“Hope you had fun,” the Air Mexicana pilot said. “Now it’s back to reality.”
It had been fun: sun, sand, surfing, sex, tequila, Argentinian beef super-seared over four-foot high flames, hammocks, friends, horseback riding, snorkeling– a friendly Canadian guy even let me feed the pet alligator he had behind his house (I tossed it hunks of raw chicken from a pail, which it snatched at with it’s three-foot-long, prehistoric jaws– my heart pounding the whole time).
It had been wonderful, a fantasy time, a second honeymoon with no kids. Now, as the pilot pointed out: we were heading back to the snowed-in, stressed-out, hyperborean hinterland we called home…
Was it all a dream? We stayed in a lovely house with a pool. Me, I spent my day reading in a hammock. Did I feel guilty? No. I work hard: and I kept telling myself: “Reading is an accomplishment too.” As any parent knows.
It felt great. I read three books in a week– something I probably haven’t done since college (great books too: “Conversations with Woody Allen,” by Robert Lax, “Born Standing Up,” by Steve Martin, and a dryly hilarious thriller called “Headlong,” by the playwright Michael Frayn), we relaxed poolside, ate great Mexican food all the time, and I swore to my wife Pam I would never (again) write about our sex life but perhaps I can just say that everyone is at their best when relaxed.
Basically Pam and I and our two flatmates Scott and Liz unwound like a busted old alarm clock.
And trust me: you don’t realize how tightly wound you were until you unwind.
Back here for two days in the hyperborean hinterlands, everyone seems so stressed.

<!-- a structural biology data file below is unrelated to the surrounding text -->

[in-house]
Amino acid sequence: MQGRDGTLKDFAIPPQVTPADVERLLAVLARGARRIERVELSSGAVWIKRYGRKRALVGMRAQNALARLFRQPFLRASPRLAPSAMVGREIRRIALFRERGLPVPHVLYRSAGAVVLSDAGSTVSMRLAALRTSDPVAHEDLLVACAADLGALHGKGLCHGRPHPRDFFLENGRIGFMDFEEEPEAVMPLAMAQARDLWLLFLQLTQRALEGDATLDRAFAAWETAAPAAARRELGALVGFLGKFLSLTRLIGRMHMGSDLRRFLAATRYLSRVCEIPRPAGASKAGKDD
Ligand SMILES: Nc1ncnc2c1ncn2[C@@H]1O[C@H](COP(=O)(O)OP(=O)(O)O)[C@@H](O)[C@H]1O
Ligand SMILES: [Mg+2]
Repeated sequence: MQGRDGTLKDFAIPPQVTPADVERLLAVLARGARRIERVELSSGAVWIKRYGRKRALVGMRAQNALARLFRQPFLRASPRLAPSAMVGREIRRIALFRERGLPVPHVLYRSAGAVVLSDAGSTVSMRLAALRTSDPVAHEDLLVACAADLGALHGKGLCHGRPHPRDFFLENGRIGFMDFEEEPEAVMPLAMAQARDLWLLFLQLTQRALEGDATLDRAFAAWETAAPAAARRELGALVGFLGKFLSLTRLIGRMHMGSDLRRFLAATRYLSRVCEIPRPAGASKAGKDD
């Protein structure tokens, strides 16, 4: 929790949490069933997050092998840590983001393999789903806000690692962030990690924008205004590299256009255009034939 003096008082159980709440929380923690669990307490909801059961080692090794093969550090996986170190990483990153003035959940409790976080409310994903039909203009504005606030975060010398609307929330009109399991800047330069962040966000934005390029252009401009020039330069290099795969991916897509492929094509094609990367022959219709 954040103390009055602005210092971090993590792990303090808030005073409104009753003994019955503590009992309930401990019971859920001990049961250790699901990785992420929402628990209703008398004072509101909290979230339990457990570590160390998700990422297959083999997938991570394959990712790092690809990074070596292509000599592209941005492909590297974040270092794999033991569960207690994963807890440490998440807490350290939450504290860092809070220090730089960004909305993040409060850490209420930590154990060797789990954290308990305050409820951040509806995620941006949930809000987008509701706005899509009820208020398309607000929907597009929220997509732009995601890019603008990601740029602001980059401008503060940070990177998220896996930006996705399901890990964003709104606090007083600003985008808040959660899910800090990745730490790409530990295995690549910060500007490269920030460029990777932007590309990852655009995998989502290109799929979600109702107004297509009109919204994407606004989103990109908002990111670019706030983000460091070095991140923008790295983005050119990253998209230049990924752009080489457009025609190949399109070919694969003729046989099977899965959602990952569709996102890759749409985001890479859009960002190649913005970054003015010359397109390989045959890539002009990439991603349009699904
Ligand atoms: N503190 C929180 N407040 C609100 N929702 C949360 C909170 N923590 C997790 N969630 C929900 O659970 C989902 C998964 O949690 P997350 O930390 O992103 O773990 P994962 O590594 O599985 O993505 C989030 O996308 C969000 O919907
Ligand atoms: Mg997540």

Of course, there’s a place for that too. The friendly Canadian guy with the pet alligator, Mitch– at first we thought he worked for the restaurant down the beach where we ate all our meals (and b/t/w if you like meat and you ever get a chance to try Argentinian beef, snatch at it like a croc at a drumstick, because they raise it a whole different way, it’s delish): he came over to our table, gave us tips on what was good, cleared our plates.
Turned out he didn’t even work there! He was a guy who came down on vacation 9 years ago and never left. He didn’t even have a job and after we fed the croc asked me if I wouldn’t mind “chipping in” for the chicken, which cost eight bucks. “That crocodile eats better than I do,” he kept muttering.
That’s too mellow. His mother had come down to join him on semi-permanent vacation, and she kept saying “I have nothing in my head! My brain is empty” as if that were some sort of positive accomplishment.
“There’s a joke about that, you know,” my mother said. “This banker is in a tropical paradise and he tells another guy ‘I love it here, I’ve got it all worked out, I work really hard and I get to spend a whole month here in paradise.’ The other guy says: ‘I live here.’”
“What’s the point of that joke?” I asked my mother.
“Well, that the second guy has it made without all the stress of being a banker.”
The thing is: I sympathize with the banker. You don’t want to take your vacation too seriously. That’s called retirement and I’m never gonna be ready for that. After a week I was ready to fly back, duke it out, mix it up, roll up my sleeves, go back on the attack on all fronts with renewed vigor.
“Back to reality?” Bring it on.